Helen Mort, one of this year’s MBI judges, begins her question to Grossman with a heartfelt thank you for “an extraordinary conversation. I feel very lucky to be here.” I left the EIBF with the same profound sentiment, having learned a little more about literature and translation and the magic they exert on mind and soul.
In the Reading Workshop about A Horse Walks into a Bar, we naturally discussed the challenge of judging novels in translation without having access to the original text: the judges – Helen Mort, Daniel Hahn, Chika Unigwe and Elif Shafak, chaired by Nick Barley – combined a number of languages between them, though this would not have made the task of comparing every possible language combination any less Sysyphusian. When asked about their approach in judging the translations, Hahn therefore explained: “we didn’t talk about the translation very much.” To a group of emerging literary translators in the workshop, this initially came as a shocking response: How could you award a prize for an author and translator without acknowledging the translation? His subsequent elaboration, however, made me see the business of translation and literary awards for international literature in a different light: “Largely,” Hahn explained, “David Grossman is probably responsible for plot and character and Jessica Cohen for tone and voice.” The prize was hence awarded for the best collaboration, whereby each collaborator contributed their part and performed it to the highest standard.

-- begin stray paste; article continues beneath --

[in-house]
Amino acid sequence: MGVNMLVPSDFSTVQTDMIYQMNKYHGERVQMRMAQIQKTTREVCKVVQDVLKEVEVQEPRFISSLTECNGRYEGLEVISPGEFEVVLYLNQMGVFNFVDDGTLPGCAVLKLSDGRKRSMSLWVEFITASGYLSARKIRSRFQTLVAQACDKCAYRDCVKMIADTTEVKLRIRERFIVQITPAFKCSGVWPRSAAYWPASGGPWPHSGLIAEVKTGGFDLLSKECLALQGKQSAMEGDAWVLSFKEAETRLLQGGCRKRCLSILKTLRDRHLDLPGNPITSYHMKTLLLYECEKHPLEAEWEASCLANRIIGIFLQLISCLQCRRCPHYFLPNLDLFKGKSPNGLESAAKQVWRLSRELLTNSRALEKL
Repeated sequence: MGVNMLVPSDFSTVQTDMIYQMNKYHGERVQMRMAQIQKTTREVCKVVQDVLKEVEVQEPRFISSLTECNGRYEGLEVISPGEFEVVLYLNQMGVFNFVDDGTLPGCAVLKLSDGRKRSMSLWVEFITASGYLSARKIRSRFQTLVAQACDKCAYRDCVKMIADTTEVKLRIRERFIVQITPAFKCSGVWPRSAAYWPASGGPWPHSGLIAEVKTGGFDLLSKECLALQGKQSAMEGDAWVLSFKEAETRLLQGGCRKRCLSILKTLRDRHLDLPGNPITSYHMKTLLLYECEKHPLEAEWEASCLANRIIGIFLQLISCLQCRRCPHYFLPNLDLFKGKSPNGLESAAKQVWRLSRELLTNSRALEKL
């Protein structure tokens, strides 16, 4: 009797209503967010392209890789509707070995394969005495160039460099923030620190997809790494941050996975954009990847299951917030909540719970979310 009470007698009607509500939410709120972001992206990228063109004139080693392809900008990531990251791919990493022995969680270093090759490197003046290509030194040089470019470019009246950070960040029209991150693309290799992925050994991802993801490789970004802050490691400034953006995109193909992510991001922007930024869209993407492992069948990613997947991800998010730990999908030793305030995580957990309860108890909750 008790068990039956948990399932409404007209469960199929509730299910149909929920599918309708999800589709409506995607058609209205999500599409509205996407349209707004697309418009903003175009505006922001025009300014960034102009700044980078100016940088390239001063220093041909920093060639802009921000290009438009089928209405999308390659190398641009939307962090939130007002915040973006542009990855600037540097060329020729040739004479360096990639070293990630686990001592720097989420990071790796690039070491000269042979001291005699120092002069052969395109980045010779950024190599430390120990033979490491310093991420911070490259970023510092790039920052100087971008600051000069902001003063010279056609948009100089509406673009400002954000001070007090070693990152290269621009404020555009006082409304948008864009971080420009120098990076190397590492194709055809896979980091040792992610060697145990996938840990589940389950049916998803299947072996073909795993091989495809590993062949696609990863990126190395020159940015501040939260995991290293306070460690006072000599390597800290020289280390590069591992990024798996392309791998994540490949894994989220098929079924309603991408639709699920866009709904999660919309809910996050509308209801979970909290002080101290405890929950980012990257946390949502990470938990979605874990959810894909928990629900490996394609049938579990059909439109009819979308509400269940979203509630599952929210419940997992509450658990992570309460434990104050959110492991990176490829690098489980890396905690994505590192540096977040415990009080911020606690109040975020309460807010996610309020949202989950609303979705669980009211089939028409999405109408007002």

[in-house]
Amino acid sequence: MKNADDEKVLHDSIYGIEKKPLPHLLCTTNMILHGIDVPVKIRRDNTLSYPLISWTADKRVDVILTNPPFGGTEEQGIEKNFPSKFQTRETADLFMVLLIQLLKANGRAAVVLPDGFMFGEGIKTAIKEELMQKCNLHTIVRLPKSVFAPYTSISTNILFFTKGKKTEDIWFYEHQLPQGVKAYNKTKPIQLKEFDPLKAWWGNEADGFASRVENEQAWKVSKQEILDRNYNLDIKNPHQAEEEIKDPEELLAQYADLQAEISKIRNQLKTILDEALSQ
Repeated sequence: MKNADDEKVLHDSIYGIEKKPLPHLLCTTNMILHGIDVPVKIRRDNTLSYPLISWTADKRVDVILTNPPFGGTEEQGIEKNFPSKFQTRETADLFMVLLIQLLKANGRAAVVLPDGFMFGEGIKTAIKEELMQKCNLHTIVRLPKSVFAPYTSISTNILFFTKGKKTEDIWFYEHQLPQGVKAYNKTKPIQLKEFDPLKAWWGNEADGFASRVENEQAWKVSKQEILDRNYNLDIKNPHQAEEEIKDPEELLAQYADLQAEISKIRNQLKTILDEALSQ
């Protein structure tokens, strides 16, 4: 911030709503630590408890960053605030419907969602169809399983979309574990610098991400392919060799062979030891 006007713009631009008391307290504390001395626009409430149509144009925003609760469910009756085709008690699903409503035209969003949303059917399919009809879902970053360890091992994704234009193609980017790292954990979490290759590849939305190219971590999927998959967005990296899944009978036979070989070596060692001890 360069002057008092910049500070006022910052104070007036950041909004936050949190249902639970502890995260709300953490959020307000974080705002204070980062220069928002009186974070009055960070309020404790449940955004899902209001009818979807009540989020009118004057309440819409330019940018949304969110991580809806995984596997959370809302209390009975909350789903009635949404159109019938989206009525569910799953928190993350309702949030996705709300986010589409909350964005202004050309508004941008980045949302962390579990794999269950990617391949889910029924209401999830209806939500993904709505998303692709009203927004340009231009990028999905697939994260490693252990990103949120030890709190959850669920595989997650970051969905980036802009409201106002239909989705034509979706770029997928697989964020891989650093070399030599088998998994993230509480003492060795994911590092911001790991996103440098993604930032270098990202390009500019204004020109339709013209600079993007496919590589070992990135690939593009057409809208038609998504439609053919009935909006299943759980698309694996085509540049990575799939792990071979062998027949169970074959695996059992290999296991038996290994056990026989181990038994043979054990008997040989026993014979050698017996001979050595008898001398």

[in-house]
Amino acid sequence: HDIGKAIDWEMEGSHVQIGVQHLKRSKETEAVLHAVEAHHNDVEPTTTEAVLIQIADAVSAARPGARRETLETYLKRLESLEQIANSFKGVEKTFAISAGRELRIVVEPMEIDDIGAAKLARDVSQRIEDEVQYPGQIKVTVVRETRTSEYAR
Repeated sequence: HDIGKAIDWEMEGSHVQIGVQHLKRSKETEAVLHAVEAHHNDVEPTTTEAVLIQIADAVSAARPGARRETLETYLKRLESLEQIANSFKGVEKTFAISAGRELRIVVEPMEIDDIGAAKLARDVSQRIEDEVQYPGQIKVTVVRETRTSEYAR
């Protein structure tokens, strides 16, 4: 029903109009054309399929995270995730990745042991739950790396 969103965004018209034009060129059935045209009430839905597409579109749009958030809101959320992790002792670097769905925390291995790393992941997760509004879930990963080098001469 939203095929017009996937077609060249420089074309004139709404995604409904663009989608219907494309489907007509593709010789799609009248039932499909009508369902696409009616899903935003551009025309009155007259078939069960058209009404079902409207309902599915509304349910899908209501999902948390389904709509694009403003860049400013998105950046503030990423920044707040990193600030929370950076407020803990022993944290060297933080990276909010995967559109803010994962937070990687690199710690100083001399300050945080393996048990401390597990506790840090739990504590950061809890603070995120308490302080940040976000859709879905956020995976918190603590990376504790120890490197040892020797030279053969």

The Edwin Morgan Trust event showcased this better than any other translation event this year: three Portuguese poets – Andreia C. Faria, Ricardo Marques and Miguel Martins – and three Scottish poets (without or with very limited knowledge of Portuguese) – Richard Price, Jane McKie and Miriam Nash – were invited to translate each other’s work. At a previous showcase at the University of Glasgow in May, I had already asked the question: To what extent can the process be called “translation”, if one of the main skills (knowing the language) is missing? Facilitator Tom Pow engaged with this question and thanked the bridge translators Sophie Paterson, Carla Davidson and Caterina Nascimento at the event for their “professionalism, ingenuity and insight.” Richard Price expanded on the idea of “collaboration”, the name he gave to their form of working, and said that translation was “a collective process – much more than we realise. Normally the poet-translator oppresses the bridge translator, which is a great loss.” While this has to do with our “Romantic idea of the poet as individual”, publishing is really “collective.” That is why he made the case, which was thankfully accepted, for the “with” rather than the “and”: In the resulting pamphlet The Other Side of Silence, the acknowledgments are giving as “translated by [the poet-translator] with [the bridge translator]”. A novel way to express an ever more common process by paying due respect to everyone involved, even in their absence.